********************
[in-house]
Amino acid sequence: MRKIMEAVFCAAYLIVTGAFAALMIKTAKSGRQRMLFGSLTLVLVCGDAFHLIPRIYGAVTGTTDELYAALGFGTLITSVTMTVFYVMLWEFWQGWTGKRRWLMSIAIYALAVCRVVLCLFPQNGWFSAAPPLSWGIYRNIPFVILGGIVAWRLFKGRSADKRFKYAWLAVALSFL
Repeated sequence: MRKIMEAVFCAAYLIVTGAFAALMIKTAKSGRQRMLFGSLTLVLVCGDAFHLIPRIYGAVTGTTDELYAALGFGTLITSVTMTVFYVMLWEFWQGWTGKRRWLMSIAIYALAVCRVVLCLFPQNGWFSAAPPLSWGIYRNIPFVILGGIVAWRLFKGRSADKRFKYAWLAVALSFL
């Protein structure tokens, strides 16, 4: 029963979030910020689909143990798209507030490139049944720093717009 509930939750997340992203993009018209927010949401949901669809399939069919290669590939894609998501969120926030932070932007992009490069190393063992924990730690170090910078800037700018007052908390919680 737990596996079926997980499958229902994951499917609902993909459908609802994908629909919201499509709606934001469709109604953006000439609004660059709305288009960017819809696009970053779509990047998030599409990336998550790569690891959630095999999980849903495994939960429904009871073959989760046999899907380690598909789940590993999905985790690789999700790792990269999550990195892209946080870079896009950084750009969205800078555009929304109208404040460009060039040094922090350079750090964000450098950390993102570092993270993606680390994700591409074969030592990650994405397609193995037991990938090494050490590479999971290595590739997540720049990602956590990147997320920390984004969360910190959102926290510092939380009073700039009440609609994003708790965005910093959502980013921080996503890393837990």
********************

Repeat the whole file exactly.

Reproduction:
[in-house]
Amino acid sequence: MRKIMEAVFCAAYLIVTGAFAALMIKTAKSGRQRMLFGSLTLVLVCGDAFHLIPRIYGAVTGTTDELYAALGFGTLITSVTMTVFYVMLWEFWQGWTGKRRWLMSIAIYALAVCRVVLCLFPQNGWFSAAPPLSWGIYRNIPFVILGGIVAWRLFKGRSADKRFKYAWLAVALSFL
Repeated sequence: MRKIMEAVFCAAYLIVTGAFAALMIKTAKSGRQRMLFGSLTLVLVCGDAFHLIPRIYGAVTGTTDELYAALGFGTLITSVTMTVFYVMLWEFWQGWTGKRRWLMSIAIYALAVCRVVLCLFPQNGWFSAAPPLSWGIYRNIPFVILGGIVAWRLFKGRSADKRFKYAWLAVALSFL
């Protein structure tokens, strides 16, 4: 029963979030910020689909143990798209507030490139049944720093717009 509930939750997340992203993009018209927010949401949901669809399939069919290669590939894609998501969120926030932070932007992009490069190393063992924990730690170090910078800037700018007052908390919680 737990596996079926997980499958229902994951499917609902993909459908609802994908629909919201499509709606934001469709109604953006000439609004660059709305288009960017819809696009970053779509990047998030599409990336998550790569690891959630095999999980849903495994939960429904009871073959989760046999899907380690598909789940590993999905985790690789999700790792990269999550990195892209946080870079896009950084750009969205800078555009929304109208404040460009060039040094922090350079750090964000450098950390993102570092993270993606680390994700591409074969030592990650994405397609193995037991990938090494050490590479999971290595590739997540720049990602956590990147997320920390984004969360910190959102926290510092939380009073700039009440609609994003708790965005910093959502980013921080996503890393837990």